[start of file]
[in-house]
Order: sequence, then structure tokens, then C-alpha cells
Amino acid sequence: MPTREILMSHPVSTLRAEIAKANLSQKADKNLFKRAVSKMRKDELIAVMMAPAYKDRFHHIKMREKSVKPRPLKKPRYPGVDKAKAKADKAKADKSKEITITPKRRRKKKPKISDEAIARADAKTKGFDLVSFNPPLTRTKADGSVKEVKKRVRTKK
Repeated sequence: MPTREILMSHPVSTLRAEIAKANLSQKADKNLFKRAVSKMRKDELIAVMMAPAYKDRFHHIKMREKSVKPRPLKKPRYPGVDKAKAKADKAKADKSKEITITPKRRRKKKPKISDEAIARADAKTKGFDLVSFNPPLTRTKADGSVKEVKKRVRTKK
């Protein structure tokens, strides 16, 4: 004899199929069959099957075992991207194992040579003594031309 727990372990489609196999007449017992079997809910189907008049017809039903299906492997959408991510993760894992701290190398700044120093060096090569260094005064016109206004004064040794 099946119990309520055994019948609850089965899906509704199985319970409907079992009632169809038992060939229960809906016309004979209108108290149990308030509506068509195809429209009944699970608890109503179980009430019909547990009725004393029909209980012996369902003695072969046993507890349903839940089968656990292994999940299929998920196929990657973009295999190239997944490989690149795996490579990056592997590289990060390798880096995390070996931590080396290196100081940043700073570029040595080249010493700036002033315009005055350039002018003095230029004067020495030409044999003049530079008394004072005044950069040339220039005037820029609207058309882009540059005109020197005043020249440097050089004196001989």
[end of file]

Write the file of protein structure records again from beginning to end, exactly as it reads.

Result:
[in-house]
Order: sequence, then structure tokens, then C-alpha cells
Amino acid sequence: MPTREILMSHPVSTLRAEIAKANLSQKADKNLFKRAVSKMRKDELIAVMMAPAYKDRFHHIKMREKSVKPRPLKKPRYPGVDKAKAKADKAKADKSKEITITPKRRRKKKPKISDEAIARADAKTKGFDLVSFNPPLTRTKADGSVKEVKKRVRTKK
Repeated sequence: MPTREILMSHPVSTLRAEIAKANLSQKADKNLFKRAVSKMRKDELIAVMMAPAYKDRFHHIKMREKSVKPRPLKKPRYPGVDKAKAKADKAKADKSKEITITPKRRRKKKPKISDEAIARADAKTKGFDLVSFNPPLTRTKADGSVKEVKKRVRTKK
């Protein structure tokens, strides 16, 4: 004899199929069959099957075992991207194992040579003594031309 727990372990489609196999007449017992079997809910189907008049017809039903299906492997959408991510993760894992701290190398700044120093060096090569260094005064016109206004004064040794 099946119990309520055994019948609850089965899906509704199985319970409907079992009632169809038992060939229960809906016309004979209108108290149990308030509506068509195809429209009944699970608890109503179980009430019909547990009725004393029909209980012996369902003695072969046993507890349903839940089968656990292994999940299929998920196929990657973009295999190239997944490989690149795996490579990056592997590289990060390798880096995390070996931590080396290196100081940043700073570029040595080249010493700036002033315009005055350039002018003095230029004067020495030409044999003049530079008394004072005044950069040339220039005037820029609207058309882009540059005109020197005043020249440097050089004196001989």